Trauma-Informed Approaches to Eating Disorders is clearly a much needed and long overdue book about treatment, written by a diverse group of clinicians and carefully edited to focus on the needs and strengths of clinicians. The complexities and challenges that undergird, surround, and even haunt the nature, diagnosis, treatment, management, and understanding of eating disorders (EDs)-in-relation-to-trauma are so great, even for veteran clinicians, that they can leave practitioners at any level of experience feeling helpless and exhausted. This book, in a way that would be appreciated by practitioners of acceptance and commitment therapy, accepts the reality of those feelings and is committed to improving treatment, understanding, and compassion. The book is designed to foster respect for complexity and link it to humility in the presence of tragedy, tribulations, and suffering, framed all too often by our own shortcomings as healers. EDs are dangerous, ubiquitous, usually chronic in nature, and difficult to treat. Anorexia nervosa (AN) has the highest fatality rate (4%) of any mental illness. Bulimia nervosa reveals a fatality rate of 3.9%. EDs offer an enormous challenge to therapists because of their complexity, which includes severe medical risk, co-occurring anxiety, depression and personality disorders, an addiction component, and body image distortion—all of this within a mediadriven culture of thinness in which starving and purging can for some become lifestyle choices. This complexity is further exacerbated by the presence of painful life experiences or trauma. The book elucidates the connection between trauma and EDs by offering a trauma-informed phase model, as well as chapters describing the ways in which various therapeutic models address each of those phases. It offers an in-depth exposition of a fourphase model of trauma treatment.
Your search for all content returned 3 results
- Go to chapter: Second Helpings: AEDP (Accelerated Experiential Dynamic Psychotherapy) in the Treatment of Trauma and Eating Disorders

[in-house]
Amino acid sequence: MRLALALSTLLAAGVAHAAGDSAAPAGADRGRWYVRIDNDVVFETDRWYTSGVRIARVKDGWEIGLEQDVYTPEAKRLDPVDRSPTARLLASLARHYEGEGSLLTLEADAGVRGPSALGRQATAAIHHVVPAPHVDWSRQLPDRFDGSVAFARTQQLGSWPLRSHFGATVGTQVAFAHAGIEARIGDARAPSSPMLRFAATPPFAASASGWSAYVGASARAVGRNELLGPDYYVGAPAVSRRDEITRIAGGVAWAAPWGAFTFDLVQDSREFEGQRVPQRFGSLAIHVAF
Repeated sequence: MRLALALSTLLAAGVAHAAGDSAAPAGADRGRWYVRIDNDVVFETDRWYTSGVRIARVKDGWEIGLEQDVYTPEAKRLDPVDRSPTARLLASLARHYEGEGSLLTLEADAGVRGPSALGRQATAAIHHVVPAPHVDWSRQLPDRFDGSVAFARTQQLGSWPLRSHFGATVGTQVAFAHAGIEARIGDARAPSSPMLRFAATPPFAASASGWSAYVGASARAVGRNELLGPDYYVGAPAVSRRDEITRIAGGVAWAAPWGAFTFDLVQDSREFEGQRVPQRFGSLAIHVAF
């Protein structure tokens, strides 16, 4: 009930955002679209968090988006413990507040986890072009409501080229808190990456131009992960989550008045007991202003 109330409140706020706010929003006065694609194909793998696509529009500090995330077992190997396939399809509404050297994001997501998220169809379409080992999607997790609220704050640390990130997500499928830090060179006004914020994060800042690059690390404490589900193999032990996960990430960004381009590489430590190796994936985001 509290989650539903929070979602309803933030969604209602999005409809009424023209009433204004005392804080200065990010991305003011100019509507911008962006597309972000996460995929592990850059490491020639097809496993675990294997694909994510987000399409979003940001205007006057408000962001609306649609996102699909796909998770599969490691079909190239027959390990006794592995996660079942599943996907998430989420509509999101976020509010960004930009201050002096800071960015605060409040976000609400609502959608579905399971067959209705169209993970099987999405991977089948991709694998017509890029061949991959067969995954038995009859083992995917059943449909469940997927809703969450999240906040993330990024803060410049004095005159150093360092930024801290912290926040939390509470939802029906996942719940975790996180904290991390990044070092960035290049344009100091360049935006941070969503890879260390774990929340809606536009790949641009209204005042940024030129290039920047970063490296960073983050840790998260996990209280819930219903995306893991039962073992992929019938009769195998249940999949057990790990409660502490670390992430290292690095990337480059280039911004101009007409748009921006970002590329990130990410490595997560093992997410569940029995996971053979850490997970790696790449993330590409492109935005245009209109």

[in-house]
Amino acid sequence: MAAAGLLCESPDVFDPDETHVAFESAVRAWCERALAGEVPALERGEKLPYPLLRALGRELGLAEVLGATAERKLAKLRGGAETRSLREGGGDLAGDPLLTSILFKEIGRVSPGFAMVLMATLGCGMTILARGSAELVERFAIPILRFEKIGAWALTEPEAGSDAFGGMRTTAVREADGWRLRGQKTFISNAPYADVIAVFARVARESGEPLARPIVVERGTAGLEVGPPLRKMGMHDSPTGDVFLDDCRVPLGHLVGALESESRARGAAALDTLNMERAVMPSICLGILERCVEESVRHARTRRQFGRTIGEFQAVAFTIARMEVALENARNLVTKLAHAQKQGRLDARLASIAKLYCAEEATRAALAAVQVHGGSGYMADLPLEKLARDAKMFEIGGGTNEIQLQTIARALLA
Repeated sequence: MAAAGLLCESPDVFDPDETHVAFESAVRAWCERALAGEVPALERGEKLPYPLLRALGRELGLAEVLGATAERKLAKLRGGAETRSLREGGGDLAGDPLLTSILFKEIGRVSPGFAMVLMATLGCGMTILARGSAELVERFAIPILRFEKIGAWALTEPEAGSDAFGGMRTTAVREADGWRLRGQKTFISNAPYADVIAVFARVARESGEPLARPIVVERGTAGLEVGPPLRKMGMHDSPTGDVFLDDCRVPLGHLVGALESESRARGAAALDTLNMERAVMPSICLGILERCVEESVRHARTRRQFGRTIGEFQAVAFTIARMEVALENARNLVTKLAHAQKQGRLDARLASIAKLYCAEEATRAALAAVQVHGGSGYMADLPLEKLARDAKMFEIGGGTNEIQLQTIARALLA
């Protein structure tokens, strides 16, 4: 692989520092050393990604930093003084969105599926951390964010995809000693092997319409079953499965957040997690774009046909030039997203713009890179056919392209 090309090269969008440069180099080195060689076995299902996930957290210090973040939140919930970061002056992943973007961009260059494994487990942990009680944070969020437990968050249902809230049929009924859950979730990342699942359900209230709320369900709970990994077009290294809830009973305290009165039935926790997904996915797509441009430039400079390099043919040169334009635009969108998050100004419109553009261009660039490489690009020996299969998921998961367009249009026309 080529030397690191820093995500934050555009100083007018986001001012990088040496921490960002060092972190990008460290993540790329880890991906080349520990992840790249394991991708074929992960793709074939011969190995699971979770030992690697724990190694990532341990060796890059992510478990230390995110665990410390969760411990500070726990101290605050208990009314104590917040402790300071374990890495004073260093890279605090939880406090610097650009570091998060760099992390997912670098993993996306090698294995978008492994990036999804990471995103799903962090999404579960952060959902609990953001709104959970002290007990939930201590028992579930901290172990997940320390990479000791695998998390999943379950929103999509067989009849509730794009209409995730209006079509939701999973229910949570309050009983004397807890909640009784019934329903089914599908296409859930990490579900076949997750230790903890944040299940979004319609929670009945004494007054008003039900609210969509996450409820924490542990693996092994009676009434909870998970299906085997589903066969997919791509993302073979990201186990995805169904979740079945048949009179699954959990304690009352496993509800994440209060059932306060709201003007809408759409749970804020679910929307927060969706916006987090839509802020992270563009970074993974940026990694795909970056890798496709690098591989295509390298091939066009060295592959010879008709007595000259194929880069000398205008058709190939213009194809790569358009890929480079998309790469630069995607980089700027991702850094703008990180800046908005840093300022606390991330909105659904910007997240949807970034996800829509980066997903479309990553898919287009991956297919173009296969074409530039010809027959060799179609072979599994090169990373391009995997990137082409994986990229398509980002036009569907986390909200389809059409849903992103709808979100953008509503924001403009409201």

Second Helpings: AEDP (Accelerated Experiential Dynamic Psychotherapy) in the Treatment of Trauma and Eating Disorders
Accelerated experiential dynamic psychotherapy (AEDP) is an attachment-oriented, emotion-focused model of psychotherapy and trauma treatment. This chapter details the course of AEDP treatment for clients with active eating disorders (EDs). It uses vignettes and a transcript from a live therapy session to highlight salient concepts and illustrate AEDP interventions in action. AEDP is fundamentally an experiential model. AEDP uses two versions of the triangle of experience to conceptualize the process and the piece of work. The first represents what AEDP calls the client’s self-at-best, or the resilient self. The second represents what AEDP calls the client’s self-at-worst, or compromised self. At the beginning of treatment, AEDP interventions are focused on building safety and regulating anxiety so that core affect can surface. Metaprocessing is an essential element of any AEDP treatment process. It undoes our clients’ aloneness with dysregulating new experiences and helps them to metabolize them instead.
- Go to chapter: Recognizing the Territory: The Interaction of Trauma, Attachment Injury, and Dissociation in Treating Eating Disorders
Recognizing the Territory: The Interaction of Trauma, Attachment Injury, and Dissociation in Treating Eating Disorders
This chapter briefly discusses the interaction of trauma, attachment injury, and dissociation in treating eating disorders (EDs). What is it that causes some people to develop an ED, and others to manage eating behaviors in a relatively normal manner? The answer is anything but simple. EDs are a biopsychosocial illness. They are the result of a complex interplay of factors including genes, temperament, social interactions, early attachment, culture, and of course life experiences. These variables come together and affect each other in a perfect storm fashion and may result in ED psychopathology. The cycle of being flooded with early, unprocessed trauma upon remittance of ED symptoms, followed by relapse, reduces the foundation of treatment to shifting sand. Unless the trauma and the ED are treated simultaneously, treatment becomes futile at best: fraught with multiple relapses, behavioral substitutions, feelings of hopelessness, and premature termination.